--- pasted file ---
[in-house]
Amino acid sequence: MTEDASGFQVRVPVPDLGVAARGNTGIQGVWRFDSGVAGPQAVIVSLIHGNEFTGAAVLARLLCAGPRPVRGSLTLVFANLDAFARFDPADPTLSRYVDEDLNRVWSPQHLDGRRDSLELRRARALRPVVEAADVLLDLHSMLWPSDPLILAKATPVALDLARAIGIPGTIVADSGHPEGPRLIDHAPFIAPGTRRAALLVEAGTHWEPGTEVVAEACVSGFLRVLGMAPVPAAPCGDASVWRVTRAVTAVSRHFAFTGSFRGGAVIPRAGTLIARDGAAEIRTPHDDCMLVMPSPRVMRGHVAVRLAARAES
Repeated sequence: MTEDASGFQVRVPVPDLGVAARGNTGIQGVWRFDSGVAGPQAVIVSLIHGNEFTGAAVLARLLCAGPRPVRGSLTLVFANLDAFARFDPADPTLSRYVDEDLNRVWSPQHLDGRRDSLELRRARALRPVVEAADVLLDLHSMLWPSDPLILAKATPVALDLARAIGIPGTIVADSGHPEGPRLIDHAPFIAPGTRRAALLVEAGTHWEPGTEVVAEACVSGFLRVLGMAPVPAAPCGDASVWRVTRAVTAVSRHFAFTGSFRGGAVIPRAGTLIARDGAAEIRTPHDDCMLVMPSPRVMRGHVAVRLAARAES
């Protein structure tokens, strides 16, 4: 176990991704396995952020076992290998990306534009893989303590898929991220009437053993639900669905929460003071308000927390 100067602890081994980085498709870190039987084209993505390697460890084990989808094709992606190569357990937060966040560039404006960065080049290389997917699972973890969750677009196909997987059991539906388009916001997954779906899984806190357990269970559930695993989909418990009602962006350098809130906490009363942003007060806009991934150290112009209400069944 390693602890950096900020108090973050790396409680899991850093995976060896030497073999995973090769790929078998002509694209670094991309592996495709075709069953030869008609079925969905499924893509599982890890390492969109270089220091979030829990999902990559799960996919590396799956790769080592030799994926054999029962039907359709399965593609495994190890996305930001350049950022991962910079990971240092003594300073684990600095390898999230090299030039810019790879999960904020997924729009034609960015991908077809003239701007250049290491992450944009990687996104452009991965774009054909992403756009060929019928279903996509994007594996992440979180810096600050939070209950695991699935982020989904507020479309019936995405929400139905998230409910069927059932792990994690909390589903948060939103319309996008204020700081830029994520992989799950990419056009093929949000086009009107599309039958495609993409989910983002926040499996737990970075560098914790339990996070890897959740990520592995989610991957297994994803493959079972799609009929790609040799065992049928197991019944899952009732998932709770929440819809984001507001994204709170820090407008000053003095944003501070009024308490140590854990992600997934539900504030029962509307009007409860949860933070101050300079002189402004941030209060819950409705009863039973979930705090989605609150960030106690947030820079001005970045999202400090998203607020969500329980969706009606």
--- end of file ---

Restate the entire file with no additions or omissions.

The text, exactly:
[in-house]
Amino acid sequence: MTEDASGFQVRVPVPDLGVAARGNTGIQGVWRFDSGVAGPQAVIVSLIHGNEFTGAAVLARLLCAGPRPVRGSLTLVFANLDAFARFDPADPTLSRYVDEDLNRVWSPQHLDGRRDSLELRRARALRPVVEAADVLLDLHSMLWPSDPLILAKATPVALDLARAIGIPGTIVADSGHPEGPRLIDHAPFIAPGTRRAALLVEAGTHWEPGTEVVAEACVSGFLRVLGMAPVPAAPCGDASVWRVTRAVTAVSRHFAFTGSFRGGAVIPRAGTLIARDGAAEIRTPHDDCMLVMPSPRVMRGHVAVRLAARAES
Repeated sequence: MTEDASGFQVRVPVPDLGVAARGNTGIQGVWRFDSGVAGPQAVIVSLIHGNEFTGAAVLARLLCAGPRPVRGSLTLVFANLDAFARFDPADPTLSRYVDEDLNRVWSPQHLDGRRDSLELRRARALRPVVEAADVLLDLHSMLWPSDPLILAKATPVALDLARAIGIPGTIVADSGHPEGPRLIDHAPFIAPGTRRAALLVEAGTHWEPGTEVVAEACVSGFLRVLGMAPVPAAPCGDASVWRVTRAVTAVSRHFAFTGSFRGGAVIPRAGTLIARDGAAEIRTPHDDCMLVMPSPRVMRGHVAVRLAARAES
């Protein structure tokens, strides 16, 4: 176990991704396995952020076992290998990306534009893989303590898929991220009437053993639900669905929460003071308000927390 100067602890081994980085498709870190039987084209993505390697460890084990989808094709992606190569357990937060966040560039404006960065080049290389997917699972973890969750677009196909997987059991539906388009916001997954779906899984806190357990269970559930695993989909418990009602962006350098809130906490009363942003007060806009991934150290112009209400069944 390693602890950096900020108090973050790396409680899991850093995976060896030497073999995973090769790929078998002509694209670094991309592996495709075709069953030869008609079925969905499924893509599982890890390492969109270089220091979030829990999902990559799960996919590396799956790769080592030799994926054999029962039907359709399965593609495994190890996305930001350049950022991962910079990971240092003594300073684990600095390898999230090299030039810019790879999960904020997924729009034609960015991908077809003239701007250049290491992450944009990687996104452009991965774009054909992403756009060929019928279903996509994007594996992440979180810096600050939070209950695991699935982020989904507020479309019936995405929400139905998230409910069927059932792990994690909390589903948060939103319309996008204020700081830029994520992989799950990419056009093929949000086009009107599309039958495609993409989910983002926040499996737990970075560098914790339990996070890897959740990520592995989610991957297994994803493959079972799609009929790609040799065992049928197991019944899952009732998932709770929440819809984001507001994204709170820090407008000053003095944003501070009024308490140590854990992600997934539900504030029962509307009007409860949860933070101050300079002189402004941030209060819950409705009863039973979930705090989605609150960030106690947030820079001005970045999202400090998203607020969500329980969706009606």